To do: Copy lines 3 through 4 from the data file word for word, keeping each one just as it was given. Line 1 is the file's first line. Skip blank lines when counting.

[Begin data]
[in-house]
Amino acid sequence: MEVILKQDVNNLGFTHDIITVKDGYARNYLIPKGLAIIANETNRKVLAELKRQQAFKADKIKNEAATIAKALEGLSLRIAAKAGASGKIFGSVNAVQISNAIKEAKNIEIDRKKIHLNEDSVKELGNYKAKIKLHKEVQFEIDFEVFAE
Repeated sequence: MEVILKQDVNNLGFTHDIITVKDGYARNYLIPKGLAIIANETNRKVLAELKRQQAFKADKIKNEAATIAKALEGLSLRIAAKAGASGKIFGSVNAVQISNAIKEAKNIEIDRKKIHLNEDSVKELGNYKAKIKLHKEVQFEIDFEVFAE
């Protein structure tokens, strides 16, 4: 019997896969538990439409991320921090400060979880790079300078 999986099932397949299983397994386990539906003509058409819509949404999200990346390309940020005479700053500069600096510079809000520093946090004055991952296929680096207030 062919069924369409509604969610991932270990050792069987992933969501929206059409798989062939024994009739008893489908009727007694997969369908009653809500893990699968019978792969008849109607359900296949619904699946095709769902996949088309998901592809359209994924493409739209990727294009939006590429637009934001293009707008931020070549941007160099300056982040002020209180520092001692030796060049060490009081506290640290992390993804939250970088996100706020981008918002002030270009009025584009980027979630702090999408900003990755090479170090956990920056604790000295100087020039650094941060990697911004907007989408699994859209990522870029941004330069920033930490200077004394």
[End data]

Repeated sequence: MEVILKQDVNNLGFTHDIITVKDGYARNYLIPKGLAIIANETNRKVLAELKRQQAFKADKIKNEAATIAKALEGLSLRIAAKAGASGKIFGSVNAVQISNAIKEAKNIEIDRKKIHLNEDSVKELGNYKAKIKLHKEVQFEIDFEVFAE
């Protein structure tokens, strides 16, 4: 019997896969538990439409991320921090400060979880790079300078 999986099932397949299983397994386990539906003509058409819509949404999200990346390309940020005479700053500069600096510079809000520093946090004055991952296929680096207030 062919069924369409509604969610991932270990050792069987992933969501929206059409798989062939024994009739008893489908009727007694997969369908009653809500893990699968019978792969008849109607359900296949619904699946095709769902996949088309998901592809359209994924493409739209990727294009939006590429637009934001293009707008931020070549941007160099300056982040002020209180520092001692030796060049060490009081506290640290992390993804939250970088996100706020981008918002002030270009009025584009980027979630702090999408900003990755090479170090956990920056604790000295100087020039650094941060990697911004907007989408699994859209990522870029941004330069920033930490200077004394």